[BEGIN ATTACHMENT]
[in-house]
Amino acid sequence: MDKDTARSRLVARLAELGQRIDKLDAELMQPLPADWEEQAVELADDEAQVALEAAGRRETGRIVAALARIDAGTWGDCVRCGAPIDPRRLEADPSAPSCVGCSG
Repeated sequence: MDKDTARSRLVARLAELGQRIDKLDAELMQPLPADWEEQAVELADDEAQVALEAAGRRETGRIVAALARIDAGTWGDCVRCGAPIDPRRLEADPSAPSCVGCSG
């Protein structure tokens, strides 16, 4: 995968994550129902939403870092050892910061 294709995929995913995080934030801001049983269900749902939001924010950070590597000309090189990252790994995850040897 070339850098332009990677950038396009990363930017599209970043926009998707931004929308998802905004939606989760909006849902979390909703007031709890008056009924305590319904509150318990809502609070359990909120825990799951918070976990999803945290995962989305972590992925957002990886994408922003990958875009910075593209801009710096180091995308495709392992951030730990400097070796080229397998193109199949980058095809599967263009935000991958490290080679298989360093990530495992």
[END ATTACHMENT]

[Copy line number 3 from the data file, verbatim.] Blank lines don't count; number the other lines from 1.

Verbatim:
Repeated sequence: MDKDTARSRLVARLAELGQRIDKLDAELMQPLPADWEEQAVELADDEAQVALEAAGRRETGRIVAALARIDAGTWGDCVRCGAPIDPRRLEADPSAPSCVGCSG